In our first conversation, my surrendered daughter, Megan, asked me about an uncle who had "mental health problems." It took me a minute before I realized she was talking about my brother, who in 1966 was a high school drop out, pot-smoking, Viet Nam war-protester. The social worker had asked me about my siblings and I told her about my brother whose lifestyle caused my mother great stress and was regarded by many at the time as anti-social, if not dangerous. Megan received this information in 1986, 11 years before our first conversation. For 11 years she believed there was mental illness in her birth family.
I relate this anecdote, which is amusing today--no one except far righters believe that opposing war and smoking pot is a sign of mental illness--to show the harm that can be done if adoption agencies reveal too much. I should add that this information came in my "non-identifying" file. Although I don't know that my brother's story--once corrected--caused harm, I do believe that having other detailed information adversely affected our relationship.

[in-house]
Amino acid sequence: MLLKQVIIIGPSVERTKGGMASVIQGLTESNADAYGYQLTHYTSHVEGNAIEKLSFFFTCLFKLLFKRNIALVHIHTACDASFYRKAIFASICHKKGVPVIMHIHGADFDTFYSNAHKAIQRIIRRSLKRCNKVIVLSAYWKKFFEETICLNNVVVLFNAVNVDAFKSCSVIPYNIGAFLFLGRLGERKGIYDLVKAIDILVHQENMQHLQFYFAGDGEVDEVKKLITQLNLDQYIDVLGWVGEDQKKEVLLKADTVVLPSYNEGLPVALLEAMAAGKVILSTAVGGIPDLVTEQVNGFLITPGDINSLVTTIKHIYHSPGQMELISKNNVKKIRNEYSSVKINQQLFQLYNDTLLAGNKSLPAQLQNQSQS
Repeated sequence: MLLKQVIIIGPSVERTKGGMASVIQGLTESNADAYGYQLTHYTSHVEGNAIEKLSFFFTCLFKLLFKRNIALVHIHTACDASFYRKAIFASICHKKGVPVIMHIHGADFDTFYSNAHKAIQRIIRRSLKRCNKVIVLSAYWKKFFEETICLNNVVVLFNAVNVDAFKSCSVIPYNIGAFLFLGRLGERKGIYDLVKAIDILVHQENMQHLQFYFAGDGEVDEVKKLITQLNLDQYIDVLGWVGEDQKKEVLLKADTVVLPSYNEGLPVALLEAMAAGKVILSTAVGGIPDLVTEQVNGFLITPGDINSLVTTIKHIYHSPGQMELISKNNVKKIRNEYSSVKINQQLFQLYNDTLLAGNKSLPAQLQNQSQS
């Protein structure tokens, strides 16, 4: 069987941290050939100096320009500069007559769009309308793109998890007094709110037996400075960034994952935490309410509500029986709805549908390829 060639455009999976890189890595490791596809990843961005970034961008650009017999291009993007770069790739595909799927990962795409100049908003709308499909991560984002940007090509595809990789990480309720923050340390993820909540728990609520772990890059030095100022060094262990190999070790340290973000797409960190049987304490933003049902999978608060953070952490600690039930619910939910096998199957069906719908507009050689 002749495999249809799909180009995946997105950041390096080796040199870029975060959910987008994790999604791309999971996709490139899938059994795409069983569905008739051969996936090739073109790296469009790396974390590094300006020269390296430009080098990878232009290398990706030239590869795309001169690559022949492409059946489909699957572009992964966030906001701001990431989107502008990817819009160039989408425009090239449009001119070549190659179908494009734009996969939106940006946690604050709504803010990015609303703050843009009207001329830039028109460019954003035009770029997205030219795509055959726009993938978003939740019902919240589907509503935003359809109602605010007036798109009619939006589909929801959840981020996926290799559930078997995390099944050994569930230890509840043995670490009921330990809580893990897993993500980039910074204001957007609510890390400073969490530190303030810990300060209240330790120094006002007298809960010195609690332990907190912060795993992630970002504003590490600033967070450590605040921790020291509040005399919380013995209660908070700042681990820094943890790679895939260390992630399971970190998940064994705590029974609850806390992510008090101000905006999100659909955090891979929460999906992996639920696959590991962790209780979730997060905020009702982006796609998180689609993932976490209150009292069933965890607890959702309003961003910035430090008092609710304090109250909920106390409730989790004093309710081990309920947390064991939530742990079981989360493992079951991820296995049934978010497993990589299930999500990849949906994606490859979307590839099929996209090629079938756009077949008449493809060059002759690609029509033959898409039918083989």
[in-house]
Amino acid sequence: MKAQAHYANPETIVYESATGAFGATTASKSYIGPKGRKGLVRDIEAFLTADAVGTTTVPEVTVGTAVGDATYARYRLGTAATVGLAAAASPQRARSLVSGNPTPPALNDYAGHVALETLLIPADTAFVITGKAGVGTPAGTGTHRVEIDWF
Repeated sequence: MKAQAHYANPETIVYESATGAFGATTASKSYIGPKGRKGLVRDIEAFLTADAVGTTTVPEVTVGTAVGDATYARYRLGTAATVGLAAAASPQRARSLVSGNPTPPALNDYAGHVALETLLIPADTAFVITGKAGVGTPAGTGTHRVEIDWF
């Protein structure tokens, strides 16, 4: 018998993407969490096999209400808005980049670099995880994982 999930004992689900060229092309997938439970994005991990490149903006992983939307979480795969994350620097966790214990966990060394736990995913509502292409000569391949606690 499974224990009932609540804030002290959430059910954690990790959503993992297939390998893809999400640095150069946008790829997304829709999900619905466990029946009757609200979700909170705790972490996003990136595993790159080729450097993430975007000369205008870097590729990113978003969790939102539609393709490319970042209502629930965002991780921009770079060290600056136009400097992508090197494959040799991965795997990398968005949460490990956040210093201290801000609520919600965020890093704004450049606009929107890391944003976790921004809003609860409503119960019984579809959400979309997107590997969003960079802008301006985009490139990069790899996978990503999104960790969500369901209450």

Adoptees in support groups often say they were distrustful of their birth mothers--perhaps with good reason. How can you trust someone who abandoned you to strangers? If an adoptee has a file chock full of data covering the mother's medical, cultural, and social history (essentially everything) there are bound to be discrepancies between what the mother tells the adoptee and what's in the file. These discrepancies can create seeds of doubt and tarnish the relationship.